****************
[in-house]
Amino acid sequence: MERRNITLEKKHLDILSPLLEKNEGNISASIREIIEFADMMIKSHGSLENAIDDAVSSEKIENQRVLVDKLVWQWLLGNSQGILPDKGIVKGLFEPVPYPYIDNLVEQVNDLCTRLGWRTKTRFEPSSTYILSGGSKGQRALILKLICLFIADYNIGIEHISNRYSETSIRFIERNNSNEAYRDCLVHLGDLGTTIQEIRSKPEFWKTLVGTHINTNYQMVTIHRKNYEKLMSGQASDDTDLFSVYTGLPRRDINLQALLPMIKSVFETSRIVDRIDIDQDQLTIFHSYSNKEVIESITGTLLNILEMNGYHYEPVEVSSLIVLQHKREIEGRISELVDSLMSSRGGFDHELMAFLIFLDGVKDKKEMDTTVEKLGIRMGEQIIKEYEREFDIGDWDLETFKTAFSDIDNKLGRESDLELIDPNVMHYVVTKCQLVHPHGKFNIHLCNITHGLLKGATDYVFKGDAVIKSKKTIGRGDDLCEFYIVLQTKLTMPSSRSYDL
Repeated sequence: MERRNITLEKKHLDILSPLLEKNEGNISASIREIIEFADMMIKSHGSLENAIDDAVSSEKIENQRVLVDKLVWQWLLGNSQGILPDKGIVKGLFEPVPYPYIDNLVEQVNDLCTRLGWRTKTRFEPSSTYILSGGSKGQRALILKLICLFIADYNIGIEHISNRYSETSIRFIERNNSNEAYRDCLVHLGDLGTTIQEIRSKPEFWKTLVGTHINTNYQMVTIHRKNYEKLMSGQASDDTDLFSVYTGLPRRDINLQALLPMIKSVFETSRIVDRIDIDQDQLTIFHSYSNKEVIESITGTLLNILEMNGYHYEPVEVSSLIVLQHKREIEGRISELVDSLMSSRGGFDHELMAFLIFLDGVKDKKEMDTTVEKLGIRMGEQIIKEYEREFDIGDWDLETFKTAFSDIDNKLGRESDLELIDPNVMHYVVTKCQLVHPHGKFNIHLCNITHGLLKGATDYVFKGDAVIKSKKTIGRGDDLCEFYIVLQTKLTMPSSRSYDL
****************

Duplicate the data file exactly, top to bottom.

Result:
[in-house]
Amino acid sequence: MERRNITLEKKHLDILSPLLEKNEGNISASIREIIEFADMMIKSHGSLENAIDDAVSSEKIENQRVLVDKLVWQWLLGNSQGILPDKGIVKGLFEPVPYPYIDNLVEQVNDLCTRLGWRTKTRFEPSSTYILSGGSKGQRALILKLICLFIADYNIGIEHISNRYSETSIRFIERNNSNEAYRDCLVHLGDLGTTIQEIRSKPEFWKTLVGTHINTNYQMVTIHRKNYEKLMSGQASDDTDLFSVYTGLPRRDINLQALLPMIKSVFETSRIVDRIDIDQDQLTIFHSYSNKEVIESITGTLLNILEMNGYHYEPVEVSSLIVLQHKREIEGRISELVDSLMSSRGGFDHELMAFLIFLDGVKDKKEMDTTVEKLGIRMGEQIIKEYEREFDIGDWDLETFKTAFSDIDNKLGRESDLELIDPNVMHYVVTKCQLVHPHGKFNIHLCNITHGLLKGATDYVFKGDAVIKSKKTIGRGDDLCEFYIVLQTKLTMPSSRSYDL
Repeated sequence: MERRNITLEKKHLDILSPLLEKNEGNISASIREIIEFADMMIKSHGSLENAIDDAVSSEKIENQRVLVDKLVWQWLLGNSQGILPDKGIVKGLFEPVPYPYIDNLVEQVNDLCTRLGWRTKTRFEPSSTYILSGGSKGQRALILKLICLFIADYNIGIEHISNRYSETSIRFIERNNSNEAYRDCLVHLGDLGTTIQEIRSKPEFWKTLVGTHINTNYQMVTIHRKNYEKLMSGQASDDTDLFSVYTGLPRRDINLQALLPMIKSVFETSRIVDRIDIDQDQLTIFHSYSNKEVIESITGTLLNILEMNGYHYEPVEVSSLIVLQHKREIEGRISELVDSLMSSRGGFDHELMAFLIFLDGVKDKKEMDTTVEKLGIRMGEQIIKEYEREFDIGDWDLETFKTAFSDIDNKLGRESDLELIDPNVMHYVVTKCQLVHPHGKFNIHLCNITHGLLKGATDYVFKGDAVIKSKKTIGRGDDLCEFYIVLQTKLTMPSSRSYDL